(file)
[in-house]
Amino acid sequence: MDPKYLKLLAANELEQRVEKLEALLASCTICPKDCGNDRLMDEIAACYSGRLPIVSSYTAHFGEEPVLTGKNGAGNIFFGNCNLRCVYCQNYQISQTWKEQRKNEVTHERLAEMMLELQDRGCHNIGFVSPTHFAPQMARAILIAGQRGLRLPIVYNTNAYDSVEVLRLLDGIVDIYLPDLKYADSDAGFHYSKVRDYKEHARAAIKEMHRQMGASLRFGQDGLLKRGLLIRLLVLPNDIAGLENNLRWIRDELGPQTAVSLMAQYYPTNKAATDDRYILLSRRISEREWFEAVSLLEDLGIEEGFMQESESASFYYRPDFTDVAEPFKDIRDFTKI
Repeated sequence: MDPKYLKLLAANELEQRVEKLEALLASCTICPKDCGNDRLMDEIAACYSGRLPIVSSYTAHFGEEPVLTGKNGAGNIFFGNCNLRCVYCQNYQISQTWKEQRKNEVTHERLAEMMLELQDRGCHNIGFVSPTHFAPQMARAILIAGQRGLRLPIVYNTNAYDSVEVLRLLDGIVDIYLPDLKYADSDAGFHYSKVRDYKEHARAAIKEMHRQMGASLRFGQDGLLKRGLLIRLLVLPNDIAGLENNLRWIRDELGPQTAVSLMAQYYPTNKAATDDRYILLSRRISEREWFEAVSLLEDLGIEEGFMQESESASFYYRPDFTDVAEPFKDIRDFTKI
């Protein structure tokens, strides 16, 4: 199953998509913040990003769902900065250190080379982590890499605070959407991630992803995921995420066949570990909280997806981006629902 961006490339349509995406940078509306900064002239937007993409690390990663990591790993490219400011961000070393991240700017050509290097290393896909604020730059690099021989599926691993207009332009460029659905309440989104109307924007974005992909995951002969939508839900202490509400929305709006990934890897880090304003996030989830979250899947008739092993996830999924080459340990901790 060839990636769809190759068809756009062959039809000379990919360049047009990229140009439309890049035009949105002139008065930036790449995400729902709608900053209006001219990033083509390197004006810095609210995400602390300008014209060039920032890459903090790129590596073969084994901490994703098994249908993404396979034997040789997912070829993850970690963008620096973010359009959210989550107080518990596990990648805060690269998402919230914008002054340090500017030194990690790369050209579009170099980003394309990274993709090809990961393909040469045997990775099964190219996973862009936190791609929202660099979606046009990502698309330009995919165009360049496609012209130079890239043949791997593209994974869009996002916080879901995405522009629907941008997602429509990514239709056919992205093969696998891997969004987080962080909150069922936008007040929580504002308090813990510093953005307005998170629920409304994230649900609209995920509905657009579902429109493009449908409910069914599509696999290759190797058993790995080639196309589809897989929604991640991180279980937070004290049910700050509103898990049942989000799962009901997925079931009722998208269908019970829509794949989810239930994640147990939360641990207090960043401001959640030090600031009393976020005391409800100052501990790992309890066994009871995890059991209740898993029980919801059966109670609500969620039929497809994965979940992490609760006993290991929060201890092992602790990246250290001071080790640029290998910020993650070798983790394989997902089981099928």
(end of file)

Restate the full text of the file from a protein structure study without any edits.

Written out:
[in-house]
Amino acid sequence: MDPKYLKLLAANELEQRVEKLEALLASCTICPKDCGNDRLMDEIAACYSGRLPIVSSYTAHFGEEPVLTGKNGAGNIFFGNCNLRCVYCQNYQISQTWKEQRKNEVTHERLAEMMLELQDRGCHNIGFVSPTHFAPQMARAILIAGQRGLRLPIVYNTNAYDSVEVLRLLDGIVDIYLPDLKYADSDAGFHYSKVRDYKEHARAAIKEMHRQMGASLRFGQDGLLKRGLLIRLLVLPNDIAGLENNLRWIRDELGPQTAVSLMAQYYPTNKAATDDRYILLSRRISEREWFEAVSLLEDLGIEEGFMQESESASFYYRPDFTDVAEPFKDIRDFTKI
Repeated sequence: MDPKYLKLLAANELEQRVEKLEALLASCTICPKDCGNDRLMDEIAACYSGRLPIVSSYTAHFGEEPVLTGKNGAGNIFFGNCNLRCVYCQNYQISQTWKEQRKNEVTHERLAEMMLELQDRGCHNIGFVSPTHFAPQMARAILIAGQRGLRLPIVYNTNAYDSVEVLRLLDGIVDIYLPDLKYADSDAGFHYSKVRDYKEHARAAIKEMHRQMGASLRFGQDGLLKRGLLIRLLVLPNDIAGLENNLRWIRDELGPQTAVSLMAQYYPTNKAATDDRYILLSRRISEREWFEAVSLLEDLGIEEGFMQESESASFYYRPDFTDVAEPFKDIRDFTKI
């Protein structure tokens, strides 16, 4: 199953998509913040990003769902900065250190080379982590890499605070959407991630992803995921995420066949570990909280997806981006629902 961006490339349509995406940078509306900064002239937007993409690390990663990591790993490219400011961000070393991240700017050509290097290393896909604020730059690099021989599926691993207009332009460029659905309440989104109307924007974005992909995951002969939508839900202490509400929305709006990934890897880090304003996030989830979250899947008739092993996830999924080459340990901790 060839990636769809190759068809756009062959039809000379990919360049047009990229140009439309890049035009949105002139008065930036790449995400729902709608900053209006001219990033083509390197004006810095609210995400602390300008014209060039920032890459903090790129590596073969084994901490994703098994249908993404396979034997040789997912070829993850970690963008620096973010359009959210989550107080518990596990990648805060690269998402919230914008002054340090500017030194990690790369050209579009170099980003394309990274993709090809990961393909040469045997990775099964190219996973862009936190791609929202660099979606046009990502698309330009995919165009360049496609012209130079890239043949791997593209994974869009996002916080879901995405522009629907941008997602429509990514239709056919992205093969696998891997969004987080962080909150069922936008007040929580504002308090813990510093953005307005998170629920409304994230649900609209995920509905657009579902429109493009449908409910069914599509696999290759190797058993790995080639196309589809897989929604991640991180279980937070004290049910700050509103898990049942989000799962009901997925079931009722998208269908019970829509794949989810239930994640147990939360641990207090960043401001959640030090600031009393976020005391409800100052501990790992309890066994009871995890059991209740898993029980919801059966109670609500969620039929497809994965979940992490609760006993290991929060201890092992602790990246250290001071080790640029290998910020993650070798983790394989997902089981099928």